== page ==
The birth of a second child is a remarkable experience not only for the parents, but also for the older sibling. From human behavioral studies it is known that the change in the family constellation is a confusing and stressful time for the older child, frequently accompanied by clinginess, depressive conditions, and temper tantrums. So far, it was unknown to which extent this stress is also physiologically detectable.
Verena Behringer, a scientist at the German Primate Center (DPZ) -- Leibniz Institute for Primate Research in Göttingen, has investigated this question in one of our closest living relatives. In a study she conducted with Andreas Berghänel, Konrad Lorenz Institute for Comparative Behavioral Research, University of Veterinary Medicine, Vienna, and an international research team, she examined various markers in the urine of wild bonobos (Pan paniscus). The researchers found that the birth of a second young animal resulted in the older sibling in a five-fold increase in the stress hormone cortisol and a reduced immune response. The physiological changes were detectable up to seven months after birth and were independent of the usual weaning processes the young animals experience with age (eLife).
The study was conducted at the LuiKotale research station in the Congolese rainforest. Two habituated bonobo groups live close to the field station. For more than 650 hours, the researchers observed the behavior of 17 young animals that had become a sibling for the first time and were between two and eight years old at sibling birth. At the same time, they collected 319 urine samples from the bonobos before and after the birth of the sibling.
"As the young animals grow up, there are various processes of social weaning or food change that can also stimulate stress reactions," says Verena Behringer, a scientist in the Endocrinology Laboratory at the German Primate Center and lead author of the study. "These include, for example, that the young do no longer suckle or is carried less after a certain moment. To disentangle the weaning process with age from sibling birth, we analyzed urine samples and behavioral observations before and after the birth of the sibling in the older bonobo and put them into perspective."
Verena Behringer analyzed the urine samples in the laboratory for the concentrations of three different substances: cortisol, neopterin and triiodothyronine (T3). Cortisol is a hormone secreted in response to a stressor, neopterin is produced by the activated defense cells of the immune system, and T3 is a thyroid hormone that regulates metabolic activity in the body. The concentration of these markers in urine provides insides into the physiological state of young bonobos. The research showed that urinary cortisol levels in the older siblings increased fivefold when their younger sibling was born and remained at that level for up to seven months. At the same time, neopterin concentrations decreased, suggesting a reduced immune response. The thyroid hormone T3, on the other hand, showed no significant change.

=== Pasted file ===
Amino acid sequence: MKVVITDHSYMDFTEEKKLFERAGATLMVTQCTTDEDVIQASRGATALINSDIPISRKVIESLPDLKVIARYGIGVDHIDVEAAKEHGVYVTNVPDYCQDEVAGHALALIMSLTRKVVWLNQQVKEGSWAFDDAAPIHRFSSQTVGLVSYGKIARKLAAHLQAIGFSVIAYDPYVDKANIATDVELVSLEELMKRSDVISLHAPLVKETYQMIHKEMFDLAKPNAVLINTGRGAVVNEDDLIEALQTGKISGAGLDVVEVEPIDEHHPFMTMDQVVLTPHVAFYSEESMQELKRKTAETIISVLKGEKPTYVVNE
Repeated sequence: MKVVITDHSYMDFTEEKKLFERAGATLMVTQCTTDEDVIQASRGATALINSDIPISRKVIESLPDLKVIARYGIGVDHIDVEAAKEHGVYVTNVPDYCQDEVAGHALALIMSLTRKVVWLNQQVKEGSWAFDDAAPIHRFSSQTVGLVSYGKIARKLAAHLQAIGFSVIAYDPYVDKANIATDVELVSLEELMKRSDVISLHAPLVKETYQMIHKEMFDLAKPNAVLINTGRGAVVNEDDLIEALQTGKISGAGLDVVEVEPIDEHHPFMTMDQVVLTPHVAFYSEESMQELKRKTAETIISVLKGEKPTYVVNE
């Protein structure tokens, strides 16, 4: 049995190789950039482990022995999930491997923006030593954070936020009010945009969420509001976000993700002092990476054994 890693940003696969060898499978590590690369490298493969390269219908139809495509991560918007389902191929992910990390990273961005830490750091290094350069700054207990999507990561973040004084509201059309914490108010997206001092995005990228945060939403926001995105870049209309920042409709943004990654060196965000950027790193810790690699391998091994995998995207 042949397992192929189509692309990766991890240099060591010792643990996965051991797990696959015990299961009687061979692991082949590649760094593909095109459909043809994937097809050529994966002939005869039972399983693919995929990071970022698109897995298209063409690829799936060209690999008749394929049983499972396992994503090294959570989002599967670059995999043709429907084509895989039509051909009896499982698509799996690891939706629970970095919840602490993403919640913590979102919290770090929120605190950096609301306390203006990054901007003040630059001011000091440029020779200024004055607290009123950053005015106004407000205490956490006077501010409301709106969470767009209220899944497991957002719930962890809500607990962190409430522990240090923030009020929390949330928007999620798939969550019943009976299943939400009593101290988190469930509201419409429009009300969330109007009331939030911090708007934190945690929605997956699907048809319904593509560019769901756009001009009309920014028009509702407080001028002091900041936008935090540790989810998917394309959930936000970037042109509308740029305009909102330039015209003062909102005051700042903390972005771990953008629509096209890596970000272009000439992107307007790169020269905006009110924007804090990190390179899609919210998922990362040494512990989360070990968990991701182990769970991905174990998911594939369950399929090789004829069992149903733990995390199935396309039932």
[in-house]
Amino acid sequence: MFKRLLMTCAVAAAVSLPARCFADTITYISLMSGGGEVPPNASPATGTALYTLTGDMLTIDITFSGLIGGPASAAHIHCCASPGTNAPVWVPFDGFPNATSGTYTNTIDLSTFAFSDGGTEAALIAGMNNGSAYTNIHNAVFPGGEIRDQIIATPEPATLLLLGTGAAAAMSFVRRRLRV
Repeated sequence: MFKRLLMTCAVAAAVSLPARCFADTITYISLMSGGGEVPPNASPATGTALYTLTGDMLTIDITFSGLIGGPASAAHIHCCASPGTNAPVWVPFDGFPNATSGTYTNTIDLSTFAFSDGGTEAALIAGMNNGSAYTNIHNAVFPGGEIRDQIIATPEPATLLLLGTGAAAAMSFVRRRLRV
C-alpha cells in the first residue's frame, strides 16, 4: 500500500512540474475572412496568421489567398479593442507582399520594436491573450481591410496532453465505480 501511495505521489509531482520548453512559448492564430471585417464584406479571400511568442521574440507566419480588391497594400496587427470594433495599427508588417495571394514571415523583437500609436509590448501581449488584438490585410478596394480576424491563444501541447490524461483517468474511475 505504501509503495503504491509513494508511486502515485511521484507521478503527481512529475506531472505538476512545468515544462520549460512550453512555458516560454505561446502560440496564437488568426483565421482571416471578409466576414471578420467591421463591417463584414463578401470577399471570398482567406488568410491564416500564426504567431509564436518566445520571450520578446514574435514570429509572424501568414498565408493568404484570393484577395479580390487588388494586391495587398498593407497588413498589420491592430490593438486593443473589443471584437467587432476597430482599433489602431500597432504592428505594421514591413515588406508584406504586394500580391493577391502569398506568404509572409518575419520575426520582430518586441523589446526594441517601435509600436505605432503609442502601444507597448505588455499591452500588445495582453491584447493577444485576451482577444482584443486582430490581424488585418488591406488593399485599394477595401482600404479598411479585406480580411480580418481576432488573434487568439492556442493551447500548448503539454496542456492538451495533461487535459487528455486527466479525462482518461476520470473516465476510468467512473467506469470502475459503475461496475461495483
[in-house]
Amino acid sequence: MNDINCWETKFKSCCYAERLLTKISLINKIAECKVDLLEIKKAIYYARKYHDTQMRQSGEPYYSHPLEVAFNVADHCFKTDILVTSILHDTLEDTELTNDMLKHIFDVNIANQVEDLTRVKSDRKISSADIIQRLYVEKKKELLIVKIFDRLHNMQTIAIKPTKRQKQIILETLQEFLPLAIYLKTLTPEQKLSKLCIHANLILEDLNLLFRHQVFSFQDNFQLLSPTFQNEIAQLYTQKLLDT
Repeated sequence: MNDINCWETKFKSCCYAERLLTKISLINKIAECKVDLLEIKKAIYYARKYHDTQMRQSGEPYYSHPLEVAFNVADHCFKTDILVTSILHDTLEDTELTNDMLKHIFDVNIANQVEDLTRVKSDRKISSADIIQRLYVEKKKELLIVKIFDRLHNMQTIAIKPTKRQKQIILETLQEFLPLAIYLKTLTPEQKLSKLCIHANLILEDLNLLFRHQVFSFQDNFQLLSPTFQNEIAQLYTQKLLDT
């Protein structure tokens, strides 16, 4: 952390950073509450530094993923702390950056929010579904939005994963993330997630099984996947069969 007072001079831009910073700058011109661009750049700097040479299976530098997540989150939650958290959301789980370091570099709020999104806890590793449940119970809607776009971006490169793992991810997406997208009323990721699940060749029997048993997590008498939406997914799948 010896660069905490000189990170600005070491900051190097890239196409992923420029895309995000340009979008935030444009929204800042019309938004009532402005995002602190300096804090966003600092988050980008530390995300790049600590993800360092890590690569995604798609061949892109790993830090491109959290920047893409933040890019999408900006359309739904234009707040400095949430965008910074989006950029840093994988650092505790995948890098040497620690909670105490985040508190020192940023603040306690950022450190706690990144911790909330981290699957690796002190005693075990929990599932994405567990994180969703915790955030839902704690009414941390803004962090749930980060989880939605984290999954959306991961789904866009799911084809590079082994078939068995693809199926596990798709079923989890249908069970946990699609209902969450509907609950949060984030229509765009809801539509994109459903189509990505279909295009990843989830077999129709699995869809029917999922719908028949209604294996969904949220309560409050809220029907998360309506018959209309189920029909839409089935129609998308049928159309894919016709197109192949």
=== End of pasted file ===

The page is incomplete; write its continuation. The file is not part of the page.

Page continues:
"The young bonobos suddenly experience an extreme state of stress with the birth of their sibling," Verena Behringer explains these results. "The cortisol levels were unusually high for a long period, regardless of whether the youngster was two or already eight years old at sibling birth. This persistent stress reaction has a negative effect on the immune defense. Since the concentration of thyroid hormone showed no change, we can assume that the stress response is not stimulated by energetic stressors, such as sudden end of suckling."
This assumption was also confirmed by the recorded behavioral data. For example, the researchers observed the extent to which the older sibling were suckling, how much body contact they still had with their mother, and how often they were carried. All weaning processes, which can appear as additional stressors, were either completed before sibling birth, showed no sudden change with birth, or were only significant in young individuals and disappeared as the young bonobos grew older.
"For the first time, our study shows that sibling birth is a really stressful event for the older sibling," Verena Behringer summarizes. "However, there is no need to worry. It is very likely that this stress is tolerable, and maybe leads to a higher stress resistance of the older siblings later in life. After all, younger siblings are not only competitors, but they are also important social partners who have a positive influence on our development."
Materials provided by Deutsches Primatenzentrum (DPZ)/German Primate Center. Note: Content may be edited for style and length.
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